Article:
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A randomized controlled trial and pragmatic analysis of the effects of volunteering on the health and well-being of older people

  • Simone PettigrewEmail author
  • Michelle I. Jongenelis
  • Ben Jackson
  • Jeni Warburton
  • Robert U. Newton
Original Article

Abstract

Background

Volunteering among older people has the potential to deliver health benefits to the individual, along with economic and social benefits to society. However, it is not clear whether healthier people are more likely to engage in volunteering, whether volunteering improves health, or the extent to which the relationship may be reciprocal. There is an identified need for longitudinal work, especially in the form of randomized controlled trials, to establish causality.

Aims

To assess the effects of commencing volunteering among older non-volunteers utilizing a randomized controlled trial approach involving per-protocol and pragmatic analyses.

Methods

Of the 445 Australians aged 60 + years who participated in the study, 201 were assigned to an intervention arm that required them to participate in a minimum of 1 h/week of formal volunteering in a position of their choice. The remaining participants were assigned to a control condition and asked to continue their lives as usual, but were not discouraged from commencing volunteering.

Results

Across the assessed physical, psychological, and social variables, a significant difference in sit-to-stand scores was found in both the per-protocol and pragmatic analyses, and a further significant difference in the fast pace walk was identified in the pragmatic analyses.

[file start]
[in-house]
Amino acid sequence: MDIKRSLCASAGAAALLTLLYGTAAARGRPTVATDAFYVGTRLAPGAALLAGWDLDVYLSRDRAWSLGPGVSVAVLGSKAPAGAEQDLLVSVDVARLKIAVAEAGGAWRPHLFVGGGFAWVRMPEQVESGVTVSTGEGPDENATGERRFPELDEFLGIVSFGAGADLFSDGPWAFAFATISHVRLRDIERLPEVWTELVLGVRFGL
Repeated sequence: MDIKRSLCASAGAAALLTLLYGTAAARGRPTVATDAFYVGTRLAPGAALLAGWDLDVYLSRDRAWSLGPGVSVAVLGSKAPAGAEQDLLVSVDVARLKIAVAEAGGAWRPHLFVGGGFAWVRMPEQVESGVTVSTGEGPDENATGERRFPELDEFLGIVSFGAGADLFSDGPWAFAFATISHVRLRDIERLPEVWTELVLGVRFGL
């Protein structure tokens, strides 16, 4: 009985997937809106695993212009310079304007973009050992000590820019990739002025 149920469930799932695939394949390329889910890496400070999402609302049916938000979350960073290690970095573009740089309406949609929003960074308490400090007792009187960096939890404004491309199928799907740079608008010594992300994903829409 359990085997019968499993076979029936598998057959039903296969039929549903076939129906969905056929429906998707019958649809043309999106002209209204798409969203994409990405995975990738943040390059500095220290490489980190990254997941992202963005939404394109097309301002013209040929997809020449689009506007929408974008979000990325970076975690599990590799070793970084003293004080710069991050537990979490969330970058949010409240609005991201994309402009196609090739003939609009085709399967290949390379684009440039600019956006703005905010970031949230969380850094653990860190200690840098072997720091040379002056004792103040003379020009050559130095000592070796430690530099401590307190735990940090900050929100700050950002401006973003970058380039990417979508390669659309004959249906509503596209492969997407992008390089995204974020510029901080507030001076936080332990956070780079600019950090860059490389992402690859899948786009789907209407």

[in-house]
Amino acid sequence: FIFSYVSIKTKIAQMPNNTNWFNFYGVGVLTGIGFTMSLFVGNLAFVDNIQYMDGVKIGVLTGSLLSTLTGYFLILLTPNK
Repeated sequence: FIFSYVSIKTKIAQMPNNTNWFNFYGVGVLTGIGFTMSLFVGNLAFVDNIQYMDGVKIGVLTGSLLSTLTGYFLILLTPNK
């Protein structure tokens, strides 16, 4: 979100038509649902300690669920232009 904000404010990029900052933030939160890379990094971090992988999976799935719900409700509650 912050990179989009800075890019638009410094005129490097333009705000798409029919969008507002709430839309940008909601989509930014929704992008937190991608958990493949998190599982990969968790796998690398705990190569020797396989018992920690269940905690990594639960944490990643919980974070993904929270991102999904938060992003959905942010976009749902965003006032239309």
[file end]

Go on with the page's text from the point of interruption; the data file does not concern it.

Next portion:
Conclusion

The results provide some support for policies and programs designed to encourage older people to engage in volunteering to maintain or improve their health.

Trial registration

Australian and New Zealand Clinical Trials Registry ACTRN12615000091505.

Keywords

Volunteering Health promotion Exercise 

Notes

Acknowledgements

The authors wish to thank Nicole Biagioni, Zenobia Talati, and the team of staff and students at Curtin University and the Vario Health Clinic at Edith Cowan University for their assistance with data collection.

Author contributions

SP conceptualized the study and took primary responsibility for preparing the manuscript. MJ conducted the analyses and assisted with study design and manuscript preparation. RN, BJ, and JW provided conceptual input for the study design and contributed to the preparation of the manuscript. The funder played no role in the conducting of the research or the reporting of the results.

Funding

This work was supported by an Australian Research Council Discovery Grant (DP140100365).

Compliance with ethical standards

Disclosure of potential conflicts of interest

The authors declare that they have no conflict of interest.

Ethical approval

All the procedures performed in studies involving human participants were in accordance with the ethical standards of the institutional and/or national research committee and with the 1964 Helsinki Declaration and its later amendments or comparable ethical standards.

Statement on the welfare of animals

This article does not contain any studies with animals performed by any of the authors.

Informed consent

Informed consent was obtained from all individual participants included in the study.

Supplementary material

40520_2019_1241_MOESM1_ESM.docx (23 kb)
Supplementary material 1 (DOCX 23 kb)

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Copyright information

© Springer Nature Switzerland AG 2019

Authors and Affiliations

  1. 1.School of PsychologyCurtin UniversityBentleyAustralia
  2. 2.School of Human Sciences (Exercise and Sports Science)University of Western AustraliaPerthAustralia
  3. 3.La Trobe Rural Health SchoolLa Trobe UniversityMelbourneAustralia
  4. 4.School of Medical and Health SciencesEdith Cowan UniversityPerthAustralia

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